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Ha Long Bay to ban plastic products on tourist vessels

Released at: 13:51, 26/07/2019

Ha Long Bay to ban plastic products on tourist vessels

Photo: Viet Tuan (VET)

Management Board fighting plastic waste to protect famed bay.

by Le Diem

The Ha Long Bay Management Board has worked with service providers to pilot a ban on plastic products on tourist boats starting from August 1.

The move is part of an anti-plastic waste campaign in the bay, with products such as straws, bottles, and bags no longer being used on tourist boats and high-speed boats.

Such products will be replaced by more environmentally-friendly alternatives. Large containers and glass will be used for water and cloth napkins handed out and collected after use.

There will be no longer some 5,000 plastic bottles and 5,000 wet napkins given to tourists each day, as previously, and pollution will be cut remarkably, according to Mr. Pham Dinh Huynh, Deputy Head of the Ha Long Bay Management Board.

Service providers are also required to classify their waste from activities and services before sending it to treatment systems.

The Management Board also cooperated with enterprises to conduct research to support fishing families to produce environmentally-friendly products for individuals and organizations providing services on the bay, such as paper bags, organic shampoo, and shower gel, etc.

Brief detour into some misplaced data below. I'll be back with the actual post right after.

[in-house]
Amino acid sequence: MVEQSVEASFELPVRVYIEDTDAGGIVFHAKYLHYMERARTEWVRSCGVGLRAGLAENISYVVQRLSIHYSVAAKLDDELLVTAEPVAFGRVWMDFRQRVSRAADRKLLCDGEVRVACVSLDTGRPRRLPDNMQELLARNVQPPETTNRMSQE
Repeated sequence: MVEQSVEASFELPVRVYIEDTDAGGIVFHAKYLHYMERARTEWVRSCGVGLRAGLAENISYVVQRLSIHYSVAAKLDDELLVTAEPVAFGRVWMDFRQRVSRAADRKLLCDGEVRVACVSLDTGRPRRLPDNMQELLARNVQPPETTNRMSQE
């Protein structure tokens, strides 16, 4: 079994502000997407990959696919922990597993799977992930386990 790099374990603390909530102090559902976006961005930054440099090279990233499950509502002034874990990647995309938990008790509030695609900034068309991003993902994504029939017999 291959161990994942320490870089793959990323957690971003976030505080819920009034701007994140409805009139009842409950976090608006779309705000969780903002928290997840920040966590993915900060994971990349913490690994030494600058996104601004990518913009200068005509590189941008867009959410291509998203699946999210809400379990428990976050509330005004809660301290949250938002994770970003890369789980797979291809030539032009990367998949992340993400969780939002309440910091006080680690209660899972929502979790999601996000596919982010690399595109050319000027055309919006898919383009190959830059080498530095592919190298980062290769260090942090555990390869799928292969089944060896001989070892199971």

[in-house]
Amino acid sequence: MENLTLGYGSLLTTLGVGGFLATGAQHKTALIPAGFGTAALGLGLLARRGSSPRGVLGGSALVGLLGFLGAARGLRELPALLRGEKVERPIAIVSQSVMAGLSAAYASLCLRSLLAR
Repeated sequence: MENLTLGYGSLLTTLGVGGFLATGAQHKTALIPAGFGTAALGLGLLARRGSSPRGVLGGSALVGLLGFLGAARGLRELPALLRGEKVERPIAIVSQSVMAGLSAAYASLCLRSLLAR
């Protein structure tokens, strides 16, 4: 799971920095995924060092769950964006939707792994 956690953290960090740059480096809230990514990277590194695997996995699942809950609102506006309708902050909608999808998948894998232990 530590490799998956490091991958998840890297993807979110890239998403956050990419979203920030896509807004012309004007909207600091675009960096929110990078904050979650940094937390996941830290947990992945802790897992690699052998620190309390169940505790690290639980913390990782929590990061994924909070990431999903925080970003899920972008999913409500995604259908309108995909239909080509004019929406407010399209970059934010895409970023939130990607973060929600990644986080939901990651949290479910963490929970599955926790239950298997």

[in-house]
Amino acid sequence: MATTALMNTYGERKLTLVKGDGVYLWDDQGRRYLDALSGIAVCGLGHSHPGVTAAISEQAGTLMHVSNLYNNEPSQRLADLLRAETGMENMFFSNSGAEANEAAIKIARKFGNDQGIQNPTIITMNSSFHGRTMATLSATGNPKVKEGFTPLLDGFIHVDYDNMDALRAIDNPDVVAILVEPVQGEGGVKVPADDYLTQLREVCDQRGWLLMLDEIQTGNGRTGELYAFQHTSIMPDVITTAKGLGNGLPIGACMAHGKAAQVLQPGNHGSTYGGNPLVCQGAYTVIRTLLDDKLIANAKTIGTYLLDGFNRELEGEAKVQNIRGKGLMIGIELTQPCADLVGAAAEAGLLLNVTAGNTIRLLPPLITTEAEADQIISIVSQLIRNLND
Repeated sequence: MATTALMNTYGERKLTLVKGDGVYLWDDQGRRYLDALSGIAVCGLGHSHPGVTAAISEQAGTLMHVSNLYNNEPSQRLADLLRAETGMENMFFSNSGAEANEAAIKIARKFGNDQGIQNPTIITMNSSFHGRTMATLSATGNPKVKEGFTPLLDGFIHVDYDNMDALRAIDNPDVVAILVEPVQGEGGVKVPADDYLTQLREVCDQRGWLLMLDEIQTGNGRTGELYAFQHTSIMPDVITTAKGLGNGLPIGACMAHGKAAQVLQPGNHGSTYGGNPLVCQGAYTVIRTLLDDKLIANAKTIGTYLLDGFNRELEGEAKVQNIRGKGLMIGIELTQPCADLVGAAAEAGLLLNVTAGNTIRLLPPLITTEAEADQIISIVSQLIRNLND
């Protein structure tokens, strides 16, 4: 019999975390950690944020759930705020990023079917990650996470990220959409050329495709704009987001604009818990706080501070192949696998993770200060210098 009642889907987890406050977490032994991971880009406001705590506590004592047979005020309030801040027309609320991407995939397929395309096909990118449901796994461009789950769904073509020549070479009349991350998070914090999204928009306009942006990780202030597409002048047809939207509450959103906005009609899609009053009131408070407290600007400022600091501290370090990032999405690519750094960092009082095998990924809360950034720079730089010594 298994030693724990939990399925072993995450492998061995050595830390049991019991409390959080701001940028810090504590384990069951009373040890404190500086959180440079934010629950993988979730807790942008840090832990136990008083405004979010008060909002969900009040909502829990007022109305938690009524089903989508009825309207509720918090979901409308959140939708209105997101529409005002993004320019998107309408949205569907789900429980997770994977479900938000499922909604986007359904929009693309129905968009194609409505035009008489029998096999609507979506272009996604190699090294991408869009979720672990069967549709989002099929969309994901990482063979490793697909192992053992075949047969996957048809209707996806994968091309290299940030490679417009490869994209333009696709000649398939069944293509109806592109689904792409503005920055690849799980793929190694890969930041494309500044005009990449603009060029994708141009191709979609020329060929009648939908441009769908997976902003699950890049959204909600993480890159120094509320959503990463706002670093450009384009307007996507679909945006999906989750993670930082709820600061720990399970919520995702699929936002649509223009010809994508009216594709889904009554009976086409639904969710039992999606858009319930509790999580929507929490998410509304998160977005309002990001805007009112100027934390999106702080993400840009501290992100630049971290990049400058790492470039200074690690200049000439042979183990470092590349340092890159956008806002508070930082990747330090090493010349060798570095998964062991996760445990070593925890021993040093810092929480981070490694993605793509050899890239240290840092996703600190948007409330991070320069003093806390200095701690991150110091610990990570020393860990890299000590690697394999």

Ha Long Bay has been marred by increasing volumes of rubbish in recent years. The Quang Ninh Park Construction JSC and the Phuc Thanh Company are responsible for collecting rubbish floating around the bay. Six or seven tonnes are collected each day but the bay is still tarnished by litter, mostly polystyrene boxes and plastic bags and bottles.

The Ha Long Bay Management Board is intensifying its control over sources of waste and has continued to call for more service providers to end the use of plastic bottles and bags.

Covering an area of 43,400 ha and with over 1,600 islands and islets, most of Ha Long Bay is uninhabited and unaffected by humans. The limestone in the bay has gone through 500 million years of formation in different conditions and environments.

Swimming and kayaking are popular among visitors, as are visits to floating fishing villages, where the entire population lives and works. Villagers are mainly fisherfolk and ply the waters around their villages, selling fresh produce to the passing tourist trade. Abundant fresh local seafood is another delight.

Ha Long Bay has twice been recognized as a World Heritage Site by UNESCO, in 1994 and 2000, and has also been named one of the seven natural wonders of the world.

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